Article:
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Friday, June 14, 2024

High Dive will host a concert to honor Grammy-nominated musician Chris Cornell, who took his life in May.

The concert will be held Saturday at 8 p.m. to raise awareness for suicide prevention. Eight acts, including bands and solo artists, will be performing the entirety of Cornell’s catalogue.

Tickets for the concert cost $6 in advance and $8 at the door. Money from these sales will benefit the Alachua County Friends of the Crisis Center after the cost of the basic production of the show is subtracted. Donations to the center will also be encouraged, Pat Lavery, the events manager at High Dive, wrote in an email.

When Lavery heard of Cornell’s passing, he started putting together the idea for the tribute show, contacting more than 20 musicians and bands. He said some people weren’t available to play or were intimidated by the idea of playing songs from Cornell’s repertoire. Others readily agreed to perform and formed bands just for the sake of the show. Since Cornell’s career spanned several decades, his music touched different strains of musicians, and Lavery said anyone who asked to perform was allowed.

High Dive is no stranger to raising money for local charities. Annually, it averages more than $10,000 in money raised for various charities. Lavery said he knew this event had to benefit a local charity concerned with suicide prevention. He said he hopes the show would be beneficial in helping fans mourn Cornell’s death as well.

Through talking to people around Gainesville, Lavery landed on the crisis center as the beneficiary of the concert. The center strives to serve the community by counseling those who need help with their mental health. Nancy Romaine Maas, president of  the Alachua County Friends of the Crisis Center, said about 100 volunteers staff a 24-hour crisis line and go out in care teams to aid in crises around the community.

Maas started out as a volunteer in the ‘90s, passing through the roles of phone volunteer, care team consultant and associate. Having experience with all these jobs and being on the board helps her understand the issues in the community.

Attending events in the community and getting the word out is a large part of the prevention the center hopes to accomplish. Maas said the increased attention that suicide seems to be getting now is “bittersweet.” She said she hopes this tribute will continue to break down some of the stigma surrounding mental health issues.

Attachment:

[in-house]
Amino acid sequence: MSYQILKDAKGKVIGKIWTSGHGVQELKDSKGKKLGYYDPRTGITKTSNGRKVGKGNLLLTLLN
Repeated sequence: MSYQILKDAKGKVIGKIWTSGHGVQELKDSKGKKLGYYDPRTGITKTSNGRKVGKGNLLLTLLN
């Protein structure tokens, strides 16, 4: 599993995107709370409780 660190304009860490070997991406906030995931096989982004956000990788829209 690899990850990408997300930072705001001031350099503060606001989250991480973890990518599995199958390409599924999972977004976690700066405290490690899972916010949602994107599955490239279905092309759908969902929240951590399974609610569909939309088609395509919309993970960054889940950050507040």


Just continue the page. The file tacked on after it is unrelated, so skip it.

“I’m a firm believer that a lot of people don’t want to die; they just want the pain to stop. Whatever pain that is — mental, emotional or physical,” she said.

Another way the center tries to ease the pain of those who are affected by suicide is by maintaining the Survivors of Suicide Memory Garden at Cofrin Nature Park, located on Eighth Avenue. At the garden, people can purchase bricks in memory of someone they lost to suicide. A commemorative brick will be placed for Cornell and paid for by money raised at the show.

While High Dive is donating the venue, equipment and the majority of the proceeds, Lavery said he is also donating his time in organizing and promoting the event. To him, the most obvious reason for putting on the event is to celebrate the “rock god and (the) musical genius” Cornell was.

“Rock stars are a dying breed. There may never be another like him. It’s a shame that we as a society don’t pay more tribute to people and artists when they are alive,” he said.

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Maas is also a huge fan of Cornell. She saw him twice in concert six months before he died.

She said she hopes this tribute allows people to talk more openly about mental illness instead of feeling ashamed. People who are affected by suicide often suffer in silence, Maas said. Because of the stigma surrounding it, the stages of grief tend to differ for those suffering since the subject matter is considered taboo.

The crisis center will be tabling at the event with volunteers available for counseling and providing information about resources in the community, like the crisis hotline, 352-264-6789. Other organizations like Gainesville Peer Respite Center and the National Alliance on Mental Illness will be tabling as well.


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